This Friday meet Nathaniel Rhodes of Rowesville, South Carolina, where he grows a variety of crops on 225 acres. Growing up on the farm, he inherited the land from his parents, which was purchased by his great-grandfather in the 1800s. Deeply rooted to the farm and his farming community, Nathaniel has a strong passion for protecting the land and helping wildlife thrive.
A Passion for Wildlife
The loud whistle of the bobwhite quail and the discovery of quail coveys led Nathaniel to contact his local USDA Farm Service Agency office to inquire about the Conservation Reserve Program, hoping FSA could assist him in increasing wildlife, specifically quail, on his property.
“Quails make the most beautiful sound,” Nathanial said.
He enrolled in the program in October 2021 with two 10-year contracts for habitat buffers for upland birds, which gives landowners a way to use a small portion of their land to create bird habitat while continuing to farm. Through CRP, Nathaniel has planted two quail buffers using a wildlife seed mix that consists of partridge pea, black-eyed Susan, ragweed, bluestem, switchgrass, and other species.
Since the implementation of the buffers in April 2022, Nathaniel has seen an increase in wildlife, including not only quail, but turkey and deer as well. Although he is in his first year of planting the buffers, he plans to continue adding to the buffer strips in the future, as well as managing the land with disking. He also planted additional varieties not included in the seed mix, such as nut sage and sorghum, and even has plans to build a pond. He hopes to attract even more wildlife and create a haven where they can flourish.
“Mr. Rhodes has put his best foot forward making a positive impact toward conservation for wildlife,” said Maddie Squires, FSA program technician. “He has a true appreciation for what we are trying to accomplish with the CRP program and has been an absolute pleasure to work with.”
A Passion for the Land
While Nathaniel is new to managing a portion of his land for wildlife, he has farmed for most of his life. His main crops include corn, soybean, oats, wheat and, occasionally, cotton. He also plants a variety of truck crops, such as butter beans, okra, sweet corn, and peas, and sells them locally. He now farms along with his grandson, who plans to return to the farm after college.
“I’m now the fourth generation to be living on the farm, and I hope to pass it on to my grandson one day,” he said.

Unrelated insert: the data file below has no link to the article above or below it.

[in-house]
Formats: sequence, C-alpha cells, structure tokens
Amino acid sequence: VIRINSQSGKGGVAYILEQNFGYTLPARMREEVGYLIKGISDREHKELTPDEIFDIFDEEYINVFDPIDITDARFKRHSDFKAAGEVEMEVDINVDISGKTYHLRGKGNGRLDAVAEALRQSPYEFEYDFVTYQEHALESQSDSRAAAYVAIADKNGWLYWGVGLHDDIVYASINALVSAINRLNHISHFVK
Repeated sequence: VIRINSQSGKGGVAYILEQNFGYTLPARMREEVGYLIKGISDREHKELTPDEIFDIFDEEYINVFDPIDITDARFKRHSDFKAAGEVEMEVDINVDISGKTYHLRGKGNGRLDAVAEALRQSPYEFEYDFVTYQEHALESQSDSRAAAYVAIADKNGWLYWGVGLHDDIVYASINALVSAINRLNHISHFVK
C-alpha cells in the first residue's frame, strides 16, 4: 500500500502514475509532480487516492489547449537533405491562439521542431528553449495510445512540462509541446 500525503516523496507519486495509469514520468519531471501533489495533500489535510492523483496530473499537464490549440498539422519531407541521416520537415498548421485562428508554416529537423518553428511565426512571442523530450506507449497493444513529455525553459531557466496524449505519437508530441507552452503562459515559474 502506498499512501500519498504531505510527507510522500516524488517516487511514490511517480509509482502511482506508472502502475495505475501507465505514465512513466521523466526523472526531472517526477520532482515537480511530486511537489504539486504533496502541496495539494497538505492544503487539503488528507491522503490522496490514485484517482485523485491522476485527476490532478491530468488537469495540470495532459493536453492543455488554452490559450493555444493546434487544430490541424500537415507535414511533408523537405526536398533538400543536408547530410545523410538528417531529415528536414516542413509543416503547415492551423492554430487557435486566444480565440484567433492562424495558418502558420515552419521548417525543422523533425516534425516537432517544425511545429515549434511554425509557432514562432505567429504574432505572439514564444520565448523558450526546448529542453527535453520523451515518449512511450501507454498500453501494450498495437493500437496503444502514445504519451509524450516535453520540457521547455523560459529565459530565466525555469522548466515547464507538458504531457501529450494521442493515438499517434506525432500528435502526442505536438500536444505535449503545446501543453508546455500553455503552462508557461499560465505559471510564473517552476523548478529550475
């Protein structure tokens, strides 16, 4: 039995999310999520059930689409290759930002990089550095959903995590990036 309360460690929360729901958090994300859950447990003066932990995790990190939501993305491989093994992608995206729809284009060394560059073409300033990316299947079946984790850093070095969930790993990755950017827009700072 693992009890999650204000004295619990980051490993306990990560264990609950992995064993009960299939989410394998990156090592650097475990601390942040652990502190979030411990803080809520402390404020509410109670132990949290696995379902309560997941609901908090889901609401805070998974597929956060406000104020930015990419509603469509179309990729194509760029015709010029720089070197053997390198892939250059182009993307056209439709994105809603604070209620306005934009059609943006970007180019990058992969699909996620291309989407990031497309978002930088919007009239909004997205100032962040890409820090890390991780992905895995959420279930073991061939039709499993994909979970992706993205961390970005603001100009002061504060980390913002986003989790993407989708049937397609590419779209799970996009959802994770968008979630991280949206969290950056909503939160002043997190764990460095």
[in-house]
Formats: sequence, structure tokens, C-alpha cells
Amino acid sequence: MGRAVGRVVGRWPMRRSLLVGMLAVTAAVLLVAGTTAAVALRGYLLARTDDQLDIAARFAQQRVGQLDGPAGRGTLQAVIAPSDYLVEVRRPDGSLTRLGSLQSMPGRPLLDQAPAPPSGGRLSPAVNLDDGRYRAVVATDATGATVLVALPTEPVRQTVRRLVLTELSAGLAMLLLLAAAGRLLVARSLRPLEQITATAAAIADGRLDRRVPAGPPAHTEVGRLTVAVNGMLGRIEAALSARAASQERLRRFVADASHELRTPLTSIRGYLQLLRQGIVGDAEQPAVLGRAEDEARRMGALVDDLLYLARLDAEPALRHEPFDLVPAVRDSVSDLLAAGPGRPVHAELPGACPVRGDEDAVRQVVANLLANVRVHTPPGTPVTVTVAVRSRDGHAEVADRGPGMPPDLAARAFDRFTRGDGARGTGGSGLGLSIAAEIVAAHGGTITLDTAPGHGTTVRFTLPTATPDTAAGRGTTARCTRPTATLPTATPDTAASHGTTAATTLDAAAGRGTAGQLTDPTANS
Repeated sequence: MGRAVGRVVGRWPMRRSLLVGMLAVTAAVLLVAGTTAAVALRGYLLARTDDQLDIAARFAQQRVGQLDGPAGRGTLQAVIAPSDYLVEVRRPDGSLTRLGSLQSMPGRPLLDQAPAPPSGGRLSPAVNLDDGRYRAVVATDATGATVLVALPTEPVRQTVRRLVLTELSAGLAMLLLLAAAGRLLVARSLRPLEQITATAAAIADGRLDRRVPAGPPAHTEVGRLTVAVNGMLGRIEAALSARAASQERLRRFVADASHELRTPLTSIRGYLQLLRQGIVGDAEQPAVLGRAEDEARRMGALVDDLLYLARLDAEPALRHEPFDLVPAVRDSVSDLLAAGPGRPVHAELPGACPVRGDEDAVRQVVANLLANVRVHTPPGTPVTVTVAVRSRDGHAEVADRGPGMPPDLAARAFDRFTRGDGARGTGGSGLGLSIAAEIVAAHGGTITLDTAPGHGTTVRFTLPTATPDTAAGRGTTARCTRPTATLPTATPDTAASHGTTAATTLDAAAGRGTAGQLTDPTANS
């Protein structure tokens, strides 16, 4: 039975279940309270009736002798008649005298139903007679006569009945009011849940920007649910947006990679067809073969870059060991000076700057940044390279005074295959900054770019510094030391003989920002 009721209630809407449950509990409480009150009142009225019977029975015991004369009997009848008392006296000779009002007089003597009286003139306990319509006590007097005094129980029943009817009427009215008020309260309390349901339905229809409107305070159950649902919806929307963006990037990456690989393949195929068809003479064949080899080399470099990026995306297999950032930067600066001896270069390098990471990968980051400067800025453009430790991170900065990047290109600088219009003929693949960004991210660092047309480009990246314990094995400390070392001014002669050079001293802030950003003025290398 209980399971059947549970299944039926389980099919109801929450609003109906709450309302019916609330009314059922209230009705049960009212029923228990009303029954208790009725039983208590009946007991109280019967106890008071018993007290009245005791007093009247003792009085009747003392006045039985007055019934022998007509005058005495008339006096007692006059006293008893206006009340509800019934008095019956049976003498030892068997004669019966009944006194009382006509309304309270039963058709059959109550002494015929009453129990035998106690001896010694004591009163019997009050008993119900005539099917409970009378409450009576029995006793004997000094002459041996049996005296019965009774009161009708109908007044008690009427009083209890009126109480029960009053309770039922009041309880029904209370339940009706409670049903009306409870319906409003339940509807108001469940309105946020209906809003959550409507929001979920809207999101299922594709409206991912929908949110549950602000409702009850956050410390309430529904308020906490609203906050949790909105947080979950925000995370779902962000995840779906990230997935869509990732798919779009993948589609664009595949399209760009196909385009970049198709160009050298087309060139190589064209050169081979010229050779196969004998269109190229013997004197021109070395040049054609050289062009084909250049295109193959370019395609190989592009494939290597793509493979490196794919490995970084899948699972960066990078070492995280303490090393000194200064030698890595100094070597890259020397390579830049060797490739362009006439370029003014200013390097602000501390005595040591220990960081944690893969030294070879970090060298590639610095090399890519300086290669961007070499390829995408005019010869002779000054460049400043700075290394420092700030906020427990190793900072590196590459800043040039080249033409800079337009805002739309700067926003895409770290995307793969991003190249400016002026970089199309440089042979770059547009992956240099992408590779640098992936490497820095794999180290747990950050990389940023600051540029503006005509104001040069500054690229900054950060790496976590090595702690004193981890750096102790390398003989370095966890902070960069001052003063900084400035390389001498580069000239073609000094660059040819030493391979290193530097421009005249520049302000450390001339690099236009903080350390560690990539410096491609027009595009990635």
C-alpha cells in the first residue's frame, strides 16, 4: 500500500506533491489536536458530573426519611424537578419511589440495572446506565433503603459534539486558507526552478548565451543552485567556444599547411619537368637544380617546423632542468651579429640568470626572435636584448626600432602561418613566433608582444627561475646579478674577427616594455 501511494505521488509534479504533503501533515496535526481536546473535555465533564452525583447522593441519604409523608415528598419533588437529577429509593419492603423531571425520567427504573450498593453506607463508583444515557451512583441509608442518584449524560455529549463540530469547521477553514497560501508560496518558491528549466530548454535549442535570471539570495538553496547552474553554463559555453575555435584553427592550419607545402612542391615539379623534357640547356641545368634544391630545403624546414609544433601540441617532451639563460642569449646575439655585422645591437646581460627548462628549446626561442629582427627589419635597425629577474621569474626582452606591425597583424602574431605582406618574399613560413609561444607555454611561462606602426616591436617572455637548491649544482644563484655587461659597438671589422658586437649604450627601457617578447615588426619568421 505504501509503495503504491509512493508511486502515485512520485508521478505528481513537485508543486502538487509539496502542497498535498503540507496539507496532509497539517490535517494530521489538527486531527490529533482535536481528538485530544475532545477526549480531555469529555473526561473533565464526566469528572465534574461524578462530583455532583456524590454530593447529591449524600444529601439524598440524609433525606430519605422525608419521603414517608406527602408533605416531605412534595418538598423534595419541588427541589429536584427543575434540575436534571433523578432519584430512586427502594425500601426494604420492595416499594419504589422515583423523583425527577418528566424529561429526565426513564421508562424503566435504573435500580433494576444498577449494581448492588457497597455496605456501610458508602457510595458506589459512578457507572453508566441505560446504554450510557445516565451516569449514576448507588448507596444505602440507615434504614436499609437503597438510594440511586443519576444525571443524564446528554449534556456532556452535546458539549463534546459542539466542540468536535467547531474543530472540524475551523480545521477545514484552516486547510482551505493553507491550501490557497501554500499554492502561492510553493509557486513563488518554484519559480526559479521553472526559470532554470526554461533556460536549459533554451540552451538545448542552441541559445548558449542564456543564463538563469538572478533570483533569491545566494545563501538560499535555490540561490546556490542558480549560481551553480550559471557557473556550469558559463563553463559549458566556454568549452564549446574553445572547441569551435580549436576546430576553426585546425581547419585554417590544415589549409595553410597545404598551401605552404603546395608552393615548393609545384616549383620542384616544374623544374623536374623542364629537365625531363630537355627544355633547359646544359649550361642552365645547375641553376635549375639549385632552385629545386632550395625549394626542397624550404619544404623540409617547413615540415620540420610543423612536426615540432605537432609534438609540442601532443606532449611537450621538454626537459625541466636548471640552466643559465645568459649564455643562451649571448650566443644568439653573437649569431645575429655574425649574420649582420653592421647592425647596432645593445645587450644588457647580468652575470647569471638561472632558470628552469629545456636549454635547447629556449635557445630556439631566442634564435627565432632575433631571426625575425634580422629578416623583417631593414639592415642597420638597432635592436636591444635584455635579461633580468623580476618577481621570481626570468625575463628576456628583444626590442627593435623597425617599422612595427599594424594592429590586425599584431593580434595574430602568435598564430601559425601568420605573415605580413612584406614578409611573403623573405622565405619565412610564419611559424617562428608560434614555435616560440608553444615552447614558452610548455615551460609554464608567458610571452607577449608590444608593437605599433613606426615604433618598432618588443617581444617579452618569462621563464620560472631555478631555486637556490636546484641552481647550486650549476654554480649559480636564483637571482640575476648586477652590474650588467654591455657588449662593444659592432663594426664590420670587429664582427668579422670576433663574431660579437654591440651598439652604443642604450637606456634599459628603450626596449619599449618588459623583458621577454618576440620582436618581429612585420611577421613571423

As an active farmer, Nathaniel has a strong working relationship with USDA. To manage his risk and protect his bottom line, he participates in FSA programs annually by enrolling his sweet corn and okra in the Noninsured Disaster Assistance Program, and his eligible production acres in the Agriculture Risk Coverage and Price Loss Coverage programs.
“FSA programs have been beneficial to assisting me with costs on the farm over the years,” he said.
He has also worked with USDA’s Natural Resources Conservation Service over the past 10 years to create pollinator habitat on his property, using financial and technical assistance through the Environmental Quality Incentives Program.
“The pollinators are so beautiful that sometimes I just sit and admire them,” Nathaniel said. In addition to their beauty, Nathaniel believes the pollinators have been beneficial to his crops over the years, and he has seen higher yields for both his corn and soybeans since planting them on his property.
A Passion for the Community
In addition to being dedicated to his farm, his land, and wildlife, Nathaniel is also a community leader and innovator. His interest in soil health led him to participate in a five-year research project with the University of South Carolina, testing the efficiency of implementing cover crops to improve soil health.
He is involved in several local farmer-led organizations, like the Orangeburg County Young Farmers Association and the National Black Growers Council. He is also currently serving a three-year term as the vice chair of his local FSA County Committee. In years prior, he served as the minority advisor to the committee.
“Mr. Rhodes’ devotion to agriculture and his involvement with the FSA County Committee for Orangeburg County are inspiring,” said Maddie. “We are so grateful to have him as part of the [FSA] team.”
Visit local farms, ranches, forests, and resource areas through our Fridays on the Farm stories. Meet farmers, producers and landowners who are working to improve their operations with USDA programs.
USDA offers a variety of risk management, disaster assistance, loan, and conservation programs to help producers weather ups and downs in the market and recover from natural disasters as well as invest in improvements to their operations. Learn about additional programs.
For more information about USDA programs and services, contact your local USDA service center.
Sabrenna Bryant is the state outreach coordinator for FSA in South Carolina.